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Title: Biomass and nitrogen accumulation of hairy vetch-cereal rye cover crop mixtures as influenced by species proportions

item POFFENBARGER, HANNA - Former ARS Employee
item Mirsky, Steven
item Maul, Jude
item WEIL, RAYMOND - University Of Maryland
item Kramer, Matthew
item SPARGO, JOHN - Pennsylvania State University
item Cavigelli, Michel

Submitted to: Agronomy Journal
Publication Type: Peer Reviewed Journal
Publication Acceptance Date: 5/19/2015
Publication Date: 6/9/2015
Citation: Poffenbarger, H.J., Mirsky, S.B., Maul, J.E., Weil, R.R., Kramer, M.H., Spargo, J.T., Cavigelli, M.A. 2015. Biomass and nitrogen accumulation of hairy vetch-cereal rye cover crop mixtures as influenced by species proportions. Agronomy Journal. doi: 10.2134/agronj14.0462.

Interpretive Summary: Cover crops are nonmarket crops that are used as multi-functional tools to provide agro-ecosystem services. The extent to which a service is provided will vary by cover crop species. Combining species into a cover crop mixture is a useful approach to maximize multiple services. Our research focused on combining grass and legume mixtures to optimize weed and fertility management. Legumes are useful in providing nitrogen to the subsequent cash crop while grasses provide good weed control as a mulch, slow nitrogen release rates for better synchrony with crop uptake, and scavenge soil nitrogen. To understand how mixtures optimize these services, it is important to understand how best to combine species to target a specific service. Therefore we conducted an experiment at two locations for two years to assess how sown proportions and initial state conditions influence cover crop mixture composition, the total above ground biomass, nitrogen content, and the extent to which nitrogen fixed from the legume transfers nitrogen to the grass. Cover crop biomass tended to be higher in mixture or similar to the greatest yielding monoculture. Nitrogen content was maximized in the cover crop when 50% of the cover crop was composed of the legume. This work provides a decision framework for farmers when considering how to combine grass and legume cover crops and how management and initial soil fertility levels can influence cover crop composition.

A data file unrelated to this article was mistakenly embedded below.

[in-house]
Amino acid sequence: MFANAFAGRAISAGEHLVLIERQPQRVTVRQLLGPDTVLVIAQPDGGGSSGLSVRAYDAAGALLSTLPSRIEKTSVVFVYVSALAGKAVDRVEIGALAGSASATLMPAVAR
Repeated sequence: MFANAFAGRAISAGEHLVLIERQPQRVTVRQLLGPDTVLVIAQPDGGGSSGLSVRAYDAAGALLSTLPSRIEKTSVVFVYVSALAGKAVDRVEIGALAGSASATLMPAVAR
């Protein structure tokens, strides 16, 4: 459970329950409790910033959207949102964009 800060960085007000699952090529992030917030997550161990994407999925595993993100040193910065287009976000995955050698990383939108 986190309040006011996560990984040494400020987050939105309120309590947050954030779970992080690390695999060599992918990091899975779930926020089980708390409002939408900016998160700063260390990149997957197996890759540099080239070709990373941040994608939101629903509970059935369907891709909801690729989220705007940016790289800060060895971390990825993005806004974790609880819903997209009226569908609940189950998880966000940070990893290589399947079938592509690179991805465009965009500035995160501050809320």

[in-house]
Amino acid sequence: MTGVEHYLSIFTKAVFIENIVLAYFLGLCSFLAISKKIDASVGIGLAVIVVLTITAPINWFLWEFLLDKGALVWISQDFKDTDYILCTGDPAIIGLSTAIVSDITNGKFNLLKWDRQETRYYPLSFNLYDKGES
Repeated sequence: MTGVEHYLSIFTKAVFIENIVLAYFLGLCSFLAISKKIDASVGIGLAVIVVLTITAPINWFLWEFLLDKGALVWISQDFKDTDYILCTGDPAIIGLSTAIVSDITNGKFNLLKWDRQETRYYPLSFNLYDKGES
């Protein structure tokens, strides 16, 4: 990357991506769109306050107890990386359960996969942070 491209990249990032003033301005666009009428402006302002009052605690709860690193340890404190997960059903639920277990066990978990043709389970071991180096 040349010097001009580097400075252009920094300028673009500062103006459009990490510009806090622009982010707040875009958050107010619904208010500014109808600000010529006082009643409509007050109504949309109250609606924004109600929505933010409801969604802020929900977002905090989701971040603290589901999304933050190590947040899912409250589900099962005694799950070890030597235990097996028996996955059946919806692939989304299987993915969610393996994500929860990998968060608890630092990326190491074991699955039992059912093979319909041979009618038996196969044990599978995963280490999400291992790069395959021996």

Technical Abstract: The performance and suitability of a legume-grass cover crop mixture for specific functions may be influenced by the proportions of each species in the mixture. The objectives of this study were to: 1) evaluate aboveground biomass and species biomass proportions at different hairy vetch (Vicia villosa Roth.):cereal rye (Secale cereale L.) sown proportions, 2) characterize aboveground N content and biologically fixed N across a gradient of hairy vetch:cereal rye biomass proportions, and 3) quantify the transfer of biologically fixed N from hairy vetch to associated cereal rye. A gradient of six sown proportions ranging from 100% hairy vetch to 100% cereal rye was drilled in fall 2011 and 2012 at two sites in Beltsville, MD. The following spring, the cover crops were sampled, separated by species, dried, ground, and analyzed for N concentration and biologically fixed N. In three of four site-years, cereal rye was the dominant species in mixtures, and biomass levels were similar between the cereal rye monocultures and mixtures. Nitrogen content increased from 63 to 180 kg ha-1 as hairy vetch biomass in mixture increased, and was estimated to plateau when hairy vetch reached approximately 50% of the total biomass. Biologically fixed N made up 69-97%, and 19-81% of hairy vetch N in mixture and monoculture, respectively. We found no evidence that hairy vetch biologically fixed N was transferred to cereal rye. While a wide range of sown proportions produced > 8 Mg ha-1 biomass, maximum N content was most reliably achieved with a hairy vetch:cereal rye seeding rate of 27 kg ha-1:34 kg ha-1.